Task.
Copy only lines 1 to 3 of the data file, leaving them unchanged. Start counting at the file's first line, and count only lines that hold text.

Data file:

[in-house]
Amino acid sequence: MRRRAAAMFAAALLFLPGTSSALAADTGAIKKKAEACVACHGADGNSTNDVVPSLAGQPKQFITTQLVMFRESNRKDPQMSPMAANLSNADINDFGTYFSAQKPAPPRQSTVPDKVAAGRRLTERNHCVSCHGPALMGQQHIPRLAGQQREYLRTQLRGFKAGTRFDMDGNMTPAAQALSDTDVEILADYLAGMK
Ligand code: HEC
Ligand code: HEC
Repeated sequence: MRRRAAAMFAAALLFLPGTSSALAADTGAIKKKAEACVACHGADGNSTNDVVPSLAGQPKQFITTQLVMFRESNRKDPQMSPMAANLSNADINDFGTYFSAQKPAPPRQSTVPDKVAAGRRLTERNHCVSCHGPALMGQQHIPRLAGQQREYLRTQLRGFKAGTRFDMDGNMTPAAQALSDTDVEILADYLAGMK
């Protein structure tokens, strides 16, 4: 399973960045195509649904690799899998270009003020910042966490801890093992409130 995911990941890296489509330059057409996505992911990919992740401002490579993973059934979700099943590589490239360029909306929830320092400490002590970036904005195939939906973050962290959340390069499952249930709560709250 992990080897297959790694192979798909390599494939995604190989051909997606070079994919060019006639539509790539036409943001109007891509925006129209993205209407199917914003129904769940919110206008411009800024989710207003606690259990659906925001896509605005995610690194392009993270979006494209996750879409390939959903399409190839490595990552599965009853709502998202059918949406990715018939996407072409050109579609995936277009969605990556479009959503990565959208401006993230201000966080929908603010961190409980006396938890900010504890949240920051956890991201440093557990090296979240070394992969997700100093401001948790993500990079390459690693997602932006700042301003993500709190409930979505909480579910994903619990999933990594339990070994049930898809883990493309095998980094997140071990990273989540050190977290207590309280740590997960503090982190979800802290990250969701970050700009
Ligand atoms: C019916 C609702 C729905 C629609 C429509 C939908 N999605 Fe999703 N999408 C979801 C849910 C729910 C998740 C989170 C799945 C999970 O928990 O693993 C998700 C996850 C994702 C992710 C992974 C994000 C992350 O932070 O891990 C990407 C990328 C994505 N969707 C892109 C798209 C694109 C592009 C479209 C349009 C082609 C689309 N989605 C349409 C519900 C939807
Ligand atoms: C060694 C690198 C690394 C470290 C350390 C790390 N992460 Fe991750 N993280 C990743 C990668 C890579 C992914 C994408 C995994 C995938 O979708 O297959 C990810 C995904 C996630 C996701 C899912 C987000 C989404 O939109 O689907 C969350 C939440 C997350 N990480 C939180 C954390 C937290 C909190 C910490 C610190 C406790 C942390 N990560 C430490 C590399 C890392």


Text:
[in-house]
Amino acid sequence: MRRRAAAMFAAALLFLPGTSSALAADTGAIKKKAEACVACHGADGNSTNDVVPSLAGQPKQFITTQLVMFRESNRKDPQMSPMAANLSNADINDFGTYFSAQKPAPPRQSTVPDKVAAGRRLTERNHCVSCHGPALMGQQHIPRLAGQQREYLRTQLRGFKAGTRFDMDGNMTPAAQALSDTDVEILADYLAGMK
Ligand code: HEC